GitHub spits out release, while Bitbucket refocuses

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GitHub Enterprise Server 2.18 is here, offering simplified project management and enhanced security features to the company’s commercial users.

With more and more businesses trying to take security into account in an earlier stage of their product development process, GitHub tries giving devs a leg-up by expanding its support for dependency graphs. Devs working with Enterprise Server and using Yarn to manage dependencies will now receive security alerts if the system finds vulnerable dependencies listed in a yarn.lock manifest.

Admins can also follow changes made to settings and memberships and see if PAT and SSH are used to access an organisation’s information. They also get access to the repository template feature that made its way into regular GitHub in early June 2019. It basically lets admins mark existing repositories as templates, so that people with access to those repositories are able to generate new ones with the same directory structure and files.

Version 2.18 lets you transfer an issue between repositories, should you need, but not moving issues from a private to a public repository. If the issue is housed in a repository that belongs to a private organisation then its new home has to be part of that organisation, too.

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Apart from that, maintainers with write access can now assign issues or pull requests to anyone who commented on them without taking membership or other permissions into account, and issues and PRs will sport the name of the milestone they belong to in the project card. The latter comes in tow with options for adding and removing these artifacts to and from milestones and a way of filtering project cards by milestone in the search bar.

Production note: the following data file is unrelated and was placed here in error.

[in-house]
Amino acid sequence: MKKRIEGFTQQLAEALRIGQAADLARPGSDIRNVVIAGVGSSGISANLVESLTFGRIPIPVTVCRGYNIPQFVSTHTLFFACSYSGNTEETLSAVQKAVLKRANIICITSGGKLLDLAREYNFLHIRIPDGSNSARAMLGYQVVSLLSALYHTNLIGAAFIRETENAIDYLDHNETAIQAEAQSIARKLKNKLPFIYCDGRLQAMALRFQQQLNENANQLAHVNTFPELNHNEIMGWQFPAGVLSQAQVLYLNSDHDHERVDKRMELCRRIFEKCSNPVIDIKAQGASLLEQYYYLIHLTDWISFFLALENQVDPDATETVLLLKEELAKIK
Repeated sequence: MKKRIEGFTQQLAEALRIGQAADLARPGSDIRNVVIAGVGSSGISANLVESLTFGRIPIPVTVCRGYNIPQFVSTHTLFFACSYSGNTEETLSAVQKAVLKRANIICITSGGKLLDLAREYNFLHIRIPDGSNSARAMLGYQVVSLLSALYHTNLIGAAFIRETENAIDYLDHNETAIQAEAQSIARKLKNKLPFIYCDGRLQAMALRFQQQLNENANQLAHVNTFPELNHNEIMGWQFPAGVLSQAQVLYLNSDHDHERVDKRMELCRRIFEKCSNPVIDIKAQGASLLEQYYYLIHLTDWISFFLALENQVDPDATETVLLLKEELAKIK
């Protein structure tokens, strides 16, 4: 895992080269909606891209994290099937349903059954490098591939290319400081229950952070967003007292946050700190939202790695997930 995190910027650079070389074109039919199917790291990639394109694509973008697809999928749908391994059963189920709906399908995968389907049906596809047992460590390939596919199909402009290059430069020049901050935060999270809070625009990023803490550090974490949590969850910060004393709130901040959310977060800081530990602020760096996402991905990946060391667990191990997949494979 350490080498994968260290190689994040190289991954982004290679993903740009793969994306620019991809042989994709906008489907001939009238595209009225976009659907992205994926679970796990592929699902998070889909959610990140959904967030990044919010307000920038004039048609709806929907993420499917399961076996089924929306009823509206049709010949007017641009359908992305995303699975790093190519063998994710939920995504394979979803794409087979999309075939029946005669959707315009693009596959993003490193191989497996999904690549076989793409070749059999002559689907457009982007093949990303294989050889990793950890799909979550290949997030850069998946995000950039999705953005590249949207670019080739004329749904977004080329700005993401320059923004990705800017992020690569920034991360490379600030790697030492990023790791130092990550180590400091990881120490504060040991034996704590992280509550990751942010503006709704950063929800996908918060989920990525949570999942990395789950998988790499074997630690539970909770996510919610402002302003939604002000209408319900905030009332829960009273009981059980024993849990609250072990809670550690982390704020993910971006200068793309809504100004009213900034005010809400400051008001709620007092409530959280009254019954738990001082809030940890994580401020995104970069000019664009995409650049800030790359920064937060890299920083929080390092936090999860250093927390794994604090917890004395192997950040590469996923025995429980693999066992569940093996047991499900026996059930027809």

While GitHub seems to merrily grow under Microsoft (the project even works on its own registry), rival Bitbucket appears to be more on a slim down-and-focus course. Atlassian just announced the removal of Mercurial features and repositories from both Bitbucket and its API on 1 June 2020. The move was explained with the version-control tool losing traction while binding resources necessary to build new quality features. Stepping away from Mercurial is meant to help the Bitbucket team to: “Focus on building the best possible experience” as it scales.

Up until now, Bitbucket was the only one of the three big distributed repository management services that offered official support for Mercurial, although GitHub at least developed a plugin to us Hg in concert with Git server repositories. Discussions about adding ways to work with Mercurial to GitLab are still in progress, mainly driven by the existence of the Heptapod fork that offers such a thing. Given this has already been going on for two years, it remains to be seen if Atlassian’s move is going to speed up the process and makes GitLab step up.

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